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Teen Mental Health Ravaged as Suicide Rates Rise In Colorado

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Suicide is the 10th leading cause of death in the United States, and Colorado has consistently experienced one of the highest suicide rates in the country. When inspected more closely, these statistics show that the state’s teen suicide rate is also among the highest in the nation. These worrisome numbers have created questions about teen mental health, spurring state officials to find ways of improving access to life-saving health care.

Colorado Suicide Rates Rise

According to a new report from the United Health Foundation, Colorado has had the highest teen suicide rate in the U.S. since 2016. The suicide rate among teens in Colorado went up 58% from 2016 to 2019. More specifically, teen rates increased from 12.9 to 20.4 deaths per 100,000 teens aged 15 to 19. The national suicide rate went up 25% within this same period, showing that Colorado teen suicides increased at more than twice the national rate. The research also showed that males were twice as likely to commit suicide, and most suicide victims were white.

The statistics on teen mental health in Colorado are troubling. Policymakers and health officials in the state are looking at ways they can change these trends. Specifically, they want to identify some of the risk factors for teen suicide and find ways to eliminate barriers to health care.

Mental Health Issues in Teens

Teens today seem to be more likely to experience mental health issues. According to the U.S. Department of Health and Human Services (HHS), one in five teens has had a serious mental health disorder at some point in their life. Mental health issues in teens often begin early in life, and they are defined by symptoms that affect how they think, act and feel. When a teen deals with a mental health disorder, it can impact every area of their lives and interrupt daily functioning.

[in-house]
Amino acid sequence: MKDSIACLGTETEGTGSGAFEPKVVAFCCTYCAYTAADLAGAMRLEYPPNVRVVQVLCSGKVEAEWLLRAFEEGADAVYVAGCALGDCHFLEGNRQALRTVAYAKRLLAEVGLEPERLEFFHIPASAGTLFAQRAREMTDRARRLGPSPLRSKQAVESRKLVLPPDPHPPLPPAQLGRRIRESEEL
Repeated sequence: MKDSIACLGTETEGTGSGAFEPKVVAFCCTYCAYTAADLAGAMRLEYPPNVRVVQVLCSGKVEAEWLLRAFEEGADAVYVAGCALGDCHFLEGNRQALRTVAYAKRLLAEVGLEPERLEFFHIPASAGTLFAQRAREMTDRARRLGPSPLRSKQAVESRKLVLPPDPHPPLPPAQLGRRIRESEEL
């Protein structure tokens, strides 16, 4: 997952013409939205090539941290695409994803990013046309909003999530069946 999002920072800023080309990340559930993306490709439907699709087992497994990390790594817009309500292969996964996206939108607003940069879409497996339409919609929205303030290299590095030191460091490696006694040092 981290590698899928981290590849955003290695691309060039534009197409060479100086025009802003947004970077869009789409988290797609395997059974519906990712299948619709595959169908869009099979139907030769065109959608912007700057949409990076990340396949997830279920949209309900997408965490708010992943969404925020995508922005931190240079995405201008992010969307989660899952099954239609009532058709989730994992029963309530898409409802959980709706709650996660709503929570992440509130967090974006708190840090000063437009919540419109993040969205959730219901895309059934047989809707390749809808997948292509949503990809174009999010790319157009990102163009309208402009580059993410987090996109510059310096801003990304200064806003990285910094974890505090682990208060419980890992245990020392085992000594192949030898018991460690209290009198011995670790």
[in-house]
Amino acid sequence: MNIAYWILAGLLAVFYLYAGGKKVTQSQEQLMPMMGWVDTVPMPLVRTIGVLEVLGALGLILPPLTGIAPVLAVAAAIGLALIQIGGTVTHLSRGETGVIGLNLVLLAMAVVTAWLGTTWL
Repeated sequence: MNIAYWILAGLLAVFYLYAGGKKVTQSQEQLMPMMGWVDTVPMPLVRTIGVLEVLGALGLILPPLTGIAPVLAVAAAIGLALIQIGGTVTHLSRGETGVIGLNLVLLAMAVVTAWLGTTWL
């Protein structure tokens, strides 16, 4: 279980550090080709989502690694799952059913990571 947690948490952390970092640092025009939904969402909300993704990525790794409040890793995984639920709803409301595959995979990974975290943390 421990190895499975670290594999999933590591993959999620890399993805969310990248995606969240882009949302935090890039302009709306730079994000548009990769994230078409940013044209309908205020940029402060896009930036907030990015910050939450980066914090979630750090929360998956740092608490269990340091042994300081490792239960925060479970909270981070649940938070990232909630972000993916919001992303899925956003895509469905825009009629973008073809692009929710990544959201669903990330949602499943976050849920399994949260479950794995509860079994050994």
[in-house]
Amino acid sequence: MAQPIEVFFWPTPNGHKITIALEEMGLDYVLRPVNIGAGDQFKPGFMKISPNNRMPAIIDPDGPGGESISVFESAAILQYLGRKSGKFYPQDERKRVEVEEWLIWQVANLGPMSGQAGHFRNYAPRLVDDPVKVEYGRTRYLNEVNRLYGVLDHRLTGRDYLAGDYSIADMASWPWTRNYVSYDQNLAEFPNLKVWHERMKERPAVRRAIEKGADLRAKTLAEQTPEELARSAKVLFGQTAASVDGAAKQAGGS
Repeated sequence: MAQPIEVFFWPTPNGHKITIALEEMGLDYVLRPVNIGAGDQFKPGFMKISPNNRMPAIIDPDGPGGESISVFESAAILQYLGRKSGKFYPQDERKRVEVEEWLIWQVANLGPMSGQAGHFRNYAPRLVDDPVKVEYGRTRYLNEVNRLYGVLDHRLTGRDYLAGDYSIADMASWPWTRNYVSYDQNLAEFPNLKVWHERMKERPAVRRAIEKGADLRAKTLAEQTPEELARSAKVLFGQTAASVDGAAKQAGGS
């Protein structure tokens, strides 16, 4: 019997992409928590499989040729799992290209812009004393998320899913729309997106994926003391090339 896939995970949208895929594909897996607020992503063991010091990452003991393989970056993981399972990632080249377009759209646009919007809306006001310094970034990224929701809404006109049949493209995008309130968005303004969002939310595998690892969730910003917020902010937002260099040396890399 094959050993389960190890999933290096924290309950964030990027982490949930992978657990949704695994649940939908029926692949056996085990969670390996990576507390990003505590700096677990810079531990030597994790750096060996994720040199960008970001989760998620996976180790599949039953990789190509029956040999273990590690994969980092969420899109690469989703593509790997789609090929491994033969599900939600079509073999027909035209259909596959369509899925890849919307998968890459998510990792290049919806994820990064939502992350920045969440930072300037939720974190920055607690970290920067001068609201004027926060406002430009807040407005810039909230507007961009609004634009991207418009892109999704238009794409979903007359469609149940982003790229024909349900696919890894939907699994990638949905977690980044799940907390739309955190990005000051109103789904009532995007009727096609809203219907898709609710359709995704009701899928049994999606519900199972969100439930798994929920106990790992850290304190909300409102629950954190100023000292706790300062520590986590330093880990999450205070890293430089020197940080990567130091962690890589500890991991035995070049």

Depression is the most common type of mental health issue in teens. HHS reports that almost one in eight adolescents and teens are impacted by depression every year. When mental health disorders such as depression are left untreated, it can be life-threatening. HHS links depression, other mental health conditions and substance use disorders as some of the main suicide risk factors in teens.

Teen Suicide Risk Factors

While anyone can be at risk for suicide, there are certain suicide risk factors highlighted by the Centers for Disease Control and Prevention. These include:

  • Family history of suicide
  • History of child abuse
  • Previous attempts of suicide
  • Mental health disorders (clinical depression, in particular)
  • Substance misuse
  • Feelings of hopelessness
  • Aggression or impulsiveness
  • Religious beliefs
  • Local suicide epidemics
  • Isolation
  • Barriers to receiving mental health care
  • Loss of any kind
  • Physical illness
  • Unwillingness to get help because of stigma

Making Mental Health Services for Teens Available

There are different ways that Colorado and other states are looking at reducing suicide rates. Most find that it’s important to make mental health services for teens widely available. In addition, teens need to know how to get to this help when they need it. Along with mental health programs for teens, it’s essential to reduce the stigma surrounding mental health, substance misuse and suicide.

Education programs can help adolescents understand that they aren’t alone and that mental health issues aren’t something to be ashamed of. There are also programs being launched in Colorado to help young people get involved in positive social activities. Programs like these can help improve teen mental health by reducing the isolation that many adolescents grapple with.

If your teen is struggling with mental health issues and substance misuse, Next Generation Village is here to help. Contact us today to learn more about treatment plans and programs that can work well for your child.

Sources:

Daley, John. “The Rate of Teen Suicide in Colorado Increased by 58% in 3 Years, Making It The Cause in 1 of 5 Adolescent Deaths.” CPR News, September 17, 2019. Accessed October 14, 2019.

United Health Foundation. “Teen Suicide.” (n.d.). Accessed October 14, 2019.

Brown, Jennifer. “First-of-its kind study of Colorado suicides reveals traumatized communities—for reasons that differ across the state.” The Colorado Sun, January 3, 2019. Accessed October 14, 2019.

Centers for Disease Control and Prevention. “Risk Factors For Suicide.” September 3, 2019. Accessed October 14, 2019.

Mental Health Colorado. “Why Is Colorado’s Suicide Rate So High?” (n.d.). Accessed October 14, 2019.

U.S. Department of Health & Human Services. “Adolescent Mental Health Basics.” (n.d.) Accessed October 14, 2019.

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